I am going to post them in 40-50 page summary increments when I have the chance to read and summarize!! (Because any more than 50 pages and my head would explode!!!)

Patient Protection and Affordable Care Act (PPACA)

  • No lifetime limits on the dollar value of benefits for participant/beneficiary
  • Up until 2014, insurance can set limits but the Secretary shall insure that access to benefits is made available with minimal impact on premiums.
  • Insurance can put a “per beneficiary” limit on covered benefits as long as they are not considered essential health benefits.
  • Insurance cannot rescind benefits once a participant is on a plan unless the participant commits fraud or intentional misrepresentation. Insurance must notify participant of cancellation.
  • Insurance cannot impose cost sharing on preventative services, immunizations, infant/child/adolescent/women (breast cancer, mammography) preventative care.
  • Secretary shall establish the minimal interval allowed for preventative services.
  • Secretary may develop guideline for Insurance to utilize value-based insurance designs.
  • A child can be covered under parent’s insurance until 26 years old, but insurance is not required to provide coverage to a child of the child receiving dependent coverage.
  • The Secretary shall define dependents eligible for this coverage but the definition will not modify the IRS’s definition of dependent.
  • Within 12 months of the enactment of the PPACA, the Secretary in consultation with the National Association of Insurance Commissioners shall develop standards for use by group health providers and health insurance issuers.
  • Summary of benefits and coverage will be presented in a standard form, no more then 4 pages long with print no smaller than 12 point font;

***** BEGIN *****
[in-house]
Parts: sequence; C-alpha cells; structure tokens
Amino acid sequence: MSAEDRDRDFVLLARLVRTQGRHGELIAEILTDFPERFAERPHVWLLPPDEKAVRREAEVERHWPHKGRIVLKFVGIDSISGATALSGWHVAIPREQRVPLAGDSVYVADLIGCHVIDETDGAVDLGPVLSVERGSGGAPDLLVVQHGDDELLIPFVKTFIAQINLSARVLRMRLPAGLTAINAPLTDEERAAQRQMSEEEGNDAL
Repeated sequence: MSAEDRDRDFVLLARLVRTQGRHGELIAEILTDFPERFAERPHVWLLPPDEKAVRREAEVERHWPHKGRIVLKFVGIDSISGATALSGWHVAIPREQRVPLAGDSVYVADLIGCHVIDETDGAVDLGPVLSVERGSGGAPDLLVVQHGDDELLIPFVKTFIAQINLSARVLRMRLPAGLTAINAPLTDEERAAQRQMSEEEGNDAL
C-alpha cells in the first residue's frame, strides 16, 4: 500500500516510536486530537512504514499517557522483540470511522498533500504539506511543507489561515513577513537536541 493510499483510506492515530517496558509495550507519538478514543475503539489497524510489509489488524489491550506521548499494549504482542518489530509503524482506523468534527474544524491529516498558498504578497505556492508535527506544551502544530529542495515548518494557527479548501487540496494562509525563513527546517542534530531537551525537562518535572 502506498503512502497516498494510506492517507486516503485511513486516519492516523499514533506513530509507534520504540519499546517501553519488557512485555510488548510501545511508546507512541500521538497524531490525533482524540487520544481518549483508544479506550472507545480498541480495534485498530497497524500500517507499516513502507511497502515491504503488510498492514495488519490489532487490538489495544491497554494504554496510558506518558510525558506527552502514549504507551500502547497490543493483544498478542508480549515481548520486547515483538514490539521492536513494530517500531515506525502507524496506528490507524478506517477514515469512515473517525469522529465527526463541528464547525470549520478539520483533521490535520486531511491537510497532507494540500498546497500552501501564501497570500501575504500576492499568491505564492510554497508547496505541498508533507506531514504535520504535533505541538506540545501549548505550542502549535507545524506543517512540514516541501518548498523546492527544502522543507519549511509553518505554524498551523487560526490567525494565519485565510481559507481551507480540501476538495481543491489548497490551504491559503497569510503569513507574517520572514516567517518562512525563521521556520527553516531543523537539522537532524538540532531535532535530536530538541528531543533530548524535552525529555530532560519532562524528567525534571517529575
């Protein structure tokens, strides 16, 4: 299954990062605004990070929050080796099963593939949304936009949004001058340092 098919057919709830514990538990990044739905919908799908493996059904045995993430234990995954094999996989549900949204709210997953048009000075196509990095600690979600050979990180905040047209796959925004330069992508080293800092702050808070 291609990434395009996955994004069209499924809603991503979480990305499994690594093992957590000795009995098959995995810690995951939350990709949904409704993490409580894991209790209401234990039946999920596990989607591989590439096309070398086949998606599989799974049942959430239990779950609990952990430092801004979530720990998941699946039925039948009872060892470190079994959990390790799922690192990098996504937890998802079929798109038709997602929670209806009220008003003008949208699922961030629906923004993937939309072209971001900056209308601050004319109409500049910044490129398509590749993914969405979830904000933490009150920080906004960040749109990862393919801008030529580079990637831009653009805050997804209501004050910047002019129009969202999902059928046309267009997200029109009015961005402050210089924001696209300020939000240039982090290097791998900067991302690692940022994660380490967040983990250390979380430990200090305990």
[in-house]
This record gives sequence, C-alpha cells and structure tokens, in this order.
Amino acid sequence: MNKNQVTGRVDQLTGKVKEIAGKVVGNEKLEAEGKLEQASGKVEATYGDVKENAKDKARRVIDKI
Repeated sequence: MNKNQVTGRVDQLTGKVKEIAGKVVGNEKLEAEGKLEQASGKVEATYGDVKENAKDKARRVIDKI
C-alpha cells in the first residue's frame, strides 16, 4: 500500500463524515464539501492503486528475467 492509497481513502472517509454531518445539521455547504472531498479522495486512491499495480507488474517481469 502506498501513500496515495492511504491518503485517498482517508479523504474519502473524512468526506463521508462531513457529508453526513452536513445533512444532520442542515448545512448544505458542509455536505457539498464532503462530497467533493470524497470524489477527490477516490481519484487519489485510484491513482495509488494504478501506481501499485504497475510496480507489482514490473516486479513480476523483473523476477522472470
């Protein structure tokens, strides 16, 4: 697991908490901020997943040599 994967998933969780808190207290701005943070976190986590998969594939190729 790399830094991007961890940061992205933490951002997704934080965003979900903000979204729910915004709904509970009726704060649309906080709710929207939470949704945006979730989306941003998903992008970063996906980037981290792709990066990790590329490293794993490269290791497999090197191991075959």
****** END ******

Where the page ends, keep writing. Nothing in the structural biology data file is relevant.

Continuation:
• language shall be appropriate and easily understandable by the average plan enrollee;
    • uniform definitions of standard insurance terms and medical terms;
    • description of coverage including cost sharing;
    • exceptions, reductions and limitations on coverage;
    • cost sharing provisions including deductible, coinsurance and co-payment obligations;
    • the renewability and continuation of coverage provisions;
    • a coverage facts label that would include examples to illustrate common benefits scenarios (i.e. pregnancy) and related cost sharing;
    • a statement of whether the plan provides minimum coverage (defined by IRS code) and ensures the plan or coverage share of the total allowed coverage is not less than 60;
    • a statement that the outline is a summary of coverage and the coverage document itself should be consulted for all details;
    • a contact number for the patient to call and a website address where the coverage document can be reviewed.
    • Secretary will periodically review and update the standards developed under this section
  • Insurance must provide the above to patients within 24 months of the PPACA being enacted in either paper or electronic form. Modifications to above must be provided to patients at least 60 days before the modification takes effect.
  • The standards developed will preempt any state standards that require less information to be provided to the patient.
  • A fine of $1,000 will be charged for each failure of insurance to provide the information to its patients.
  • Secretary will develop standard definitions for insurance related terms (i.e. out-of-pocket limit, preferred provider, etc.); medical terms (hospitalization, durable medical equipment, etc.); insurance not offered through an Exchange is only required to submit the required information to the Secretary and the State Insurance Commissioner and make such information available to the public.